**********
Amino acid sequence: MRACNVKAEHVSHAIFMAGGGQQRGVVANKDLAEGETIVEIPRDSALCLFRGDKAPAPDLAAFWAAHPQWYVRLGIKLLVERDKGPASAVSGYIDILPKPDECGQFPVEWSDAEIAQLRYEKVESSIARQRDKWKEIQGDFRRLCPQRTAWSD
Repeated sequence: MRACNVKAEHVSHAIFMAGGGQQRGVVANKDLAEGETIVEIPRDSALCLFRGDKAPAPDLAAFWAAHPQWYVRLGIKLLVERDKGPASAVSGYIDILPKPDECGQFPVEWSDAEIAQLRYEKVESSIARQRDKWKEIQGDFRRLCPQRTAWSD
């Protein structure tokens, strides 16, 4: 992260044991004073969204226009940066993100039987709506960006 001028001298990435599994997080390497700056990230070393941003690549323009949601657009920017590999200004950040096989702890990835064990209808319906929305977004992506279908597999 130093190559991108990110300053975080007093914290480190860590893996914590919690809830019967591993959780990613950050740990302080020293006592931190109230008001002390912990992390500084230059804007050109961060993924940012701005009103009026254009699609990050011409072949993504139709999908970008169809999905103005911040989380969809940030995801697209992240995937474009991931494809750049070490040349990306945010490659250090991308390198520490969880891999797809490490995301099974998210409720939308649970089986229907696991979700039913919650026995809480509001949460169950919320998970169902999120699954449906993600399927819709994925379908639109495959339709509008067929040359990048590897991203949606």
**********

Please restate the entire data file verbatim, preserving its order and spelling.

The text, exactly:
Amino acid sequence: MRACNVKAEHVSHAIFMAGGGQQRGVVANKDLAEGETIVEIPRDSALCLFRGDKAPAPDLAAFWAAHPQWYVRLGIKLLVERDKGPASAVSGYIDILPKPDECGQFPVEWSDAEIAQLRYEKVESSIARQRDKWKEIQGDFRRLCPQRTAWSD
Repeated sequence: MRACNVKAEHVSHAIFMAGGGQQRGVVANKDLAEGETIVEIPRDSALCLFRGDKAPAPDLAAFWAAHPQWYVRLGIKLLVERDKGPASAVSGYIDILPKPDECGQFPVEWSDAEIAQLRYEKVESSIARQRDKWKEIQGDFRRLCPQRTAWSD
């Protein structure tokens, strides 16, 4: 992260044991004073969204226009940066993100039987709506960006 001028001298990435599994997080390497700056990230070393941003690549323009949601657009920017590999200004950040096989702890990835064990209808319906929305977004992506279908597999 130093190559991108990110300053975080007093914290480190860590893996914590919690809830019967591993959780990613950050740990302080020293006592931190109230008001002390912990992390500084230059804007050109961060993924940012701005009103009026254009699609990050011409072949993504139709999908970008169809999905103005911040989380969809940030995801697209992240995937474009991931494809750049070490040349990306945010490659250090991308390198520490969880891999797809490490995301099974998210409720939308649970089986229907696991979700039913919650026995809480509001949460169950919320998970169902999120699954449906993600399927819709994925379908639109495959339709509008067929040359990048590897991203949606």